Exercises in this phase of our preparation are to “fire up” the core to stabilize the trunk before loading the body with all the great tools we use in strength training and conditioning. A common practice is to save the “ab work” for last during your training session, which is all fine and good, but adding these to your 4x4 work before a weight is lifted can help your performance. A strong, “awake” center will keep you safe during your exercises and allow you to get the most out of them at the same time.

i. Foam Roller Dead Bug with Ext.
ii. Side plank and row

 
 
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Loco-motor Drills

After mobilizing and stabilizing the system, now it’s time to energize it! These drills are used to increase the body and tissue temperature that will prepare your body for the strength and conditioning work that lies ahead. These drills are typically fast and fun, and can combine some dynamic stretching with basic calisthenics. These can be as simple as a jumping jack or lateral lunges, or these two gems:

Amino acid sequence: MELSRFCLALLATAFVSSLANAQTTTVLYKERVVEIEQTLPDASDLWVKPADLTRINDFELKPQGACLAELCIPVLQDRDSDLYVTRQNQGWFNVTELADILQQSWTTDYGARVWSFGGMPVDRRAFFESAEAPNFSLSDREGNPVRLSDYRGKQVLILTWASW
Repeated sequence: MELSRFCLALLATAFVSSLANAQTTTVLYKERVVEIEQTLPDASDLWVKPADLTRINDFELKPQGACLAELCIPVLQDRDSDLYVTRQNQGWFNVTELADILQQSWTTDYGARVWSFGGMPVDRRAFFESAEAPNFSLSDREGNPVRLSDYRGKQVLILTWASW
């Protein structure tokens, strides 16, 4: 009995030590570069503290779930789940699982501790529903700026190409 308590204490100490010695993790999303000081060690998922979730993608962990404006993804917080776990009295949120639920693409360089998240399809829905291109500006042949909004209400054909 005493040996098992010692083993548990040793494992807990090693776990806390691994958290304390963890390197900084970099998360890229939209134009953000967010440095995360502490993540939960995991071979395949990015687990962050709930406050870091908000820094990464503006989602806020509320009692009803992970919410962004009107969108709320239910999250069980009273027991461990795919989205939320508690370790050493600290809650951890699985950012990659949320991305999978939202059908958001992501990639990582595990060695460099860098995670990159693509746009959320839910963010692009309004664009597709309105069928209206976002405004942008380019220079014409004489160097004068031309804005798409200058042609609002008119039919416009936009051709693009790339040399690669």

i. Snowboarders
ii. Sprinter Lunge

 
 
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To prepare your body for work and to limit the chances of injury, you must perform a proper warmup. No more skipping a major part of your training session! As soon as you begin to look at the 4x4 warmup as a must-do, the harder it will be to work without it.

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This blog was written by Tony Maloney, ACSM Certified Exercise Physiologist and Fitness Center Manager. To find out more about the NIFS bloggers, click here.

Topics: functional training core videos warmups mobility movement stability loco-motor drills

10-Minute Desk Exercise Routines for the Office